What I would do is test things out first. Take 4 smaller tie wraps and wrap them around your shock and strut shafts. Push them into contact with the body and then go out for a normal drive. See how far up the strut they get pushed. That shows you the working range of the struts or shocks. They should be moving almost all the way up to the bumpstop if you have hit a few bumps. That is the way its supposed to work. The bumpstop is actually used as a rapidly rising rate elastomer spring to prevent metal to metal contact. If the shafts are moving all the way (I seriously doubt that), then its damping control you need to look at. If the tie wrap has barely moved or has moved about an inch, then you need to soften the springs. If there is a substantial difference between the front and rear, this will tell you which spring set to soften first.

My guess is that you need to come down to about a 6 on the front, a 4 on the rear, soften up the front bar some and put a proper diff in the back like a plate style posi. This will work great on lapping days and then if you want to go drifting, put 8's on the back, crank your rear shocks right up, add a big rear bar and hang on.

Eric
 

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Discussion Starter #8
Thanks a bunch. Is a "plate style posi" diff another term for "clutch type"? I was pretty set on getting a 1.5 way clutch type diff, but I recently heard that they also have a problem with low speed sharp turns...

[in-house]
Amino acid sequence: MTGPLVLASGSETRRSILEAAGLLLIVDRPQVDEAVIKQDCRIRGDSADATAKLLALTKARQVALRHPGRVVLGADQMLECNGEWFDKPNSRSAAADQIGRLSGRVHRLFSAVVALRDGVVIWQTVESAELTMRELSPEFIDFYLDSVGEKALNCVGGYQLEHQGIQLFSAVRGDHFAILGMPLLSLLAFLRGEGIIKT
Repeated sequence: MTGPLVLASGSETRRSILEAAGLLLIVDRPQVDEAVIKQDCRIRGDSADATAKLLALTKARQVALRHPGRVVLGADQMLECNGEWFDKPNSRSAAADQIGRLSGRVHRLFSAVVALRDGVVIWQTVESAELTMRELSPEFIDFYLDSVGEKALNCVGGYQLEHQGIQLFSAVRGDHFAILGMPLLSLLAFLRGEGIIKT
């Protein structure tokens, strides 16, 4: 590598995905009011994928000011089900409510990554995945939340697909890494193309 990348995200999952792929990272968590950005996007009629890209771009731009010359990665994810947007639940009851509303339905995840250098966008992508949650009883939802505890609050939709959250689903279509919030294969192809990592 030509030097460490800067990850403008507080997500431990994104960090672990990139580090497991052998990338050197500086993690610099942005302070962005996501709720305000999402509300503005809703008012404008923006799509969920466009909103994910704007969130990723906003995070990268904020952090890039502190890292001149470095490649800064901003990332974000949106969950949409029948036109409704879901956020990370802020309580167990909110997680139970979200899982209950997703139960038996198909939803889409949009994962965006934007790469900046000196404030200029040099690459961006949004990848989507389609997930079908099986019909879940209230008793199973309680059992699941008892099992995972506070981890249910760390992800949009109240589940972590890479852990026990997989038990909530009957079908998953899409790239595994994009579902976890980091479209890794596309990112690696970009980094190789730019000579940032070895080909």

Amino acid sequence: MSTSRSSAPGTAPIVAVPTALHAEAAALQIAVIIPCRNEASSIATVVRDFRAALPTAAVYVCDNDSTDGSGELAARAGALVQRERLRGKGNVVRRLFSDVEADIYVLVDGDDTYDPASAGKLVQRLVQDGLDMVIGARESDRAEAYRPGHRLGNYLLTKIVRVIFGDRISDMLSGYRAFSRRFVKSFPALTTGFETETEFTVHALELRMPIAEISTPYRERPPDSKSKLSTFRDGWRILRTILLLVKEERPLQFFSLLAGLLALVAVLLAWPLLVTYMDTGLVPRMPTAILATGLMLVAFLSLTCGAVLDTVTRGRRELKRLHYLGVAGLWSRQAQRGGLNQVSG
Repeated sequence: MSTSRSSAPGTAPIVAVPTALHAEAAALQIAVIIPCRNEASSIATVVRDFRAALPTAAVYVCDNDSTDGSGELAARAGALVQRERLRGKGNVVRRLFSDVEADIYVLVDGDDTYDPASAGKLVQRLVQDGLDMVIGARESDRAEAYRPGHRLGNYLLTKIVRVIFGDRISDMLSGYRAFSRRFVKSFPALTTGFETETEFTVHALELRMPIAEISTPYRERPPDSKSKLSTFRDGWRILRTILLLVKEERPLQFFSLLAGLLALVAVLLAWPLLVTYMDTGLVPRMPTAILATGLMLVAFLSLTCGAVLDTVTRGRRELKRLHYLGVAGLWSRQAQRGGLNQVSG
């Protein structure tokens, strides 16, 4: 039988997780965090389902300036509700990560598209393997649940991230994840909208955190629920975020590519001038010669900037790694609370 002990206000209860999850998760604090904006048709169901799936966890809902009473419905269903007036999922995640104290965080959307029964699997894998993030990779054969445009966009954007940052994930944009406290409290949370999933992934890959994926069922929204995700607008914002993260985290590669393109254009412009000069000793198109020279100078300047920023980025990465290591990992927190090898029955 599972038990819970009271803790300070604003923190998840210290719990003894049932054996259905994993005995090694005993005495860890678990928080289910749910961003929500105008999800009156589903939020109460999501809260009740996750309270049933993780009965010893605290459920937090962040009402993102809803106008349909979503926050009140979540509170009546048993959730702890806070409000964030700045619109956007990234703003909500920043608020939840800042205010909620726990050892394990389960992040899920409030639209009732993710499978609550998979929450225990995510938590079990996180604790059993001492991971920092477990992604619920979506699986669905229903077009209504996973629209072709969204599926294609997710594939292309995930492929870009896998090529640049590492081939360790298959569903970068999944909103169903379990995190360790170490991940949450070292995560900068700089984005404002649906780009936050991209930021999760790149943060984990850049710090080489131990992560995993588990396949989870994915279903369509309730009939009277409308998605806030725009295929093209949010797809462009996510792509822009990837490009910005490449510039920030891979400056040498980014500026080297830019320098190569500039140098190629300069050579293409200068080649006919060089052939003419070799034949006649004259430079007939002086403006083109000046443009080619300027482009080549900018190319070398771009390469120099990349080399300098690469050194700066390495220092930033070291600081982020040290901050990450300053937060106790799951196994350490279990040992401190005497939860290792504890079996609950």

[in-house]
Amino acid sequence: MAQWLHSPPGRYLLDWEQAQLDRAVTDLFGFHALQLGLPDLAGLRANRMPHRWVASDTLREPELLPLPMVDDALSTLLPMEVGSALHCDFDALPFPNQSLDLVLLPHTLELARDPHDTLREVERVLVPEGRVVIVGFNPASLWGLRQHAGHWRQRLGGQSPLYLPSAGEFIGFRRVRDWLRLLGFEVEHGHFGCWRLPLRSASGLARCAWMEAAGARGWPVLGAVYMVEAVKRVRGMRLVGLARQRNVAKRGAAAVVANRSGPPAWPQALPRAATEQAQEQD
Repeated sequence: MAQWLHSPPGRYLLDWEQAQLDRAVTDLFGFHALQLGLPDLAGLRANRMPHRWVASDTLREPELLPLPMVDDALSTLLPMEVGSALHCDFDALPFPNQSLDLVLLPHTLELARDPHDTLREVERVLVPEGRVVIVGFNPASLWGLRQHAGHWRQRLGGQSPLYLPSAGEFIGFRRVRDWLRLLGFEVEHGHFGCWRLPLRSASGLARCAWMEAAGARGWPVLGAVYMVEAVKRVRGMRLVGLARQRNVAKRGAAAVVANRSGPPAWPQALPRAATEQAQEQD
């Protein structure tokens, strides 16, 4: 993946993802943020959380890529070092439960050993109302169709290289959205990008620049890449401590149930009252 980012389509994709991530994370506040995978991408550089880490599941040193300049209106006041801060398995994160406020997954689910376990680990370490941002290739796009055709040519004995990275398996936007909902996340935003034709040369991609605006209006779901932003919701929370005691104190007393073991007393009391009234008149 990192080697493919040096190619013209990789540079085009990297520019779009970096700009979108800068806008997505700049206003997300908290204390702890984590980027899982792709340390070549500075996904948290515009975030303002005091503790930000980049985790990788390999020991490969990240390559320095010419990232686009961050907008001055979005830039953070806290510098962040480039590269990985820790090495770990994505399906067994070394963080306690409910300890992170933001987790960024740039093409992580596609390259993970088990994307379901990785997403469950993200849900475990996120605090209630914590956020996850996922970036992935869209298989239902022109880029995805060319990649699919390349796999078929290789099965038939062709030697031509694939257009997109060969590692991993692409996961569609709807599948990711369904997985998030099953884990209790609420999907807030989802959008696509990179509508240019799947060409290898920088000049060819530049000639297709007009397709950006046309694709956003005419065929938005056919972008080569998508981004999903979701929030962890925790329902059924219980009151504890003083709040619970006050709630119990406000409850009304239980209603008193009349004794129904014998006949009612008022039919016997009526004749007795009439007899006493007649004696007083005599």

So I searched some more and found out about Nismo Mechanical 1.5 way diffs. Is a mechanical diff my answer? I'm steering clear from Helical diffs because I read that you cant drift with them.
 

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i run 600 front and 400 rear springs in the coug and honestly i was gonna go stiffer. theyre stiff, but not racecar stiff
 

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Discussion Starter #10
Got my alignment....WHAT A DIFFERENCE! I was running +2 degrees of toe and -4 degrees of camber on the drivers side rear wheel... Everything else was decent.

The welded diff actually feels good. It doesn't wheel hop at all in slow sharp turns anymore, and the car is more predictable, until I hit a bump and under-steer. Excited to go do some spirited driving!
 

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Discussion Starter #11
Heres some pictures of the car.

Bumper was saggin because I didnt have a bash bar yet.




Before alignment. Only this side had this much camber.


Tree jumped out infront of me.
 

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Discussion Starter #13
Its fine now :). Bent the metal back and reattached the corner light. Drivers side headlight just needs adjusting. Street Faction makes good bash bars.

This is from today. Always something wrong...haha
 

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I don't think I would ever expect a car with that much camber, particularly on just one wheel to ever handle correctly. Make sure to always have the basic stuff right before wasting money on parts.

On a cosmetic note, I'm a fan of the kouki front end.
 

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ah. well everyone prefers that one. lol. i love the s13s front end both of them. and the zenki is terrible in my opinion lol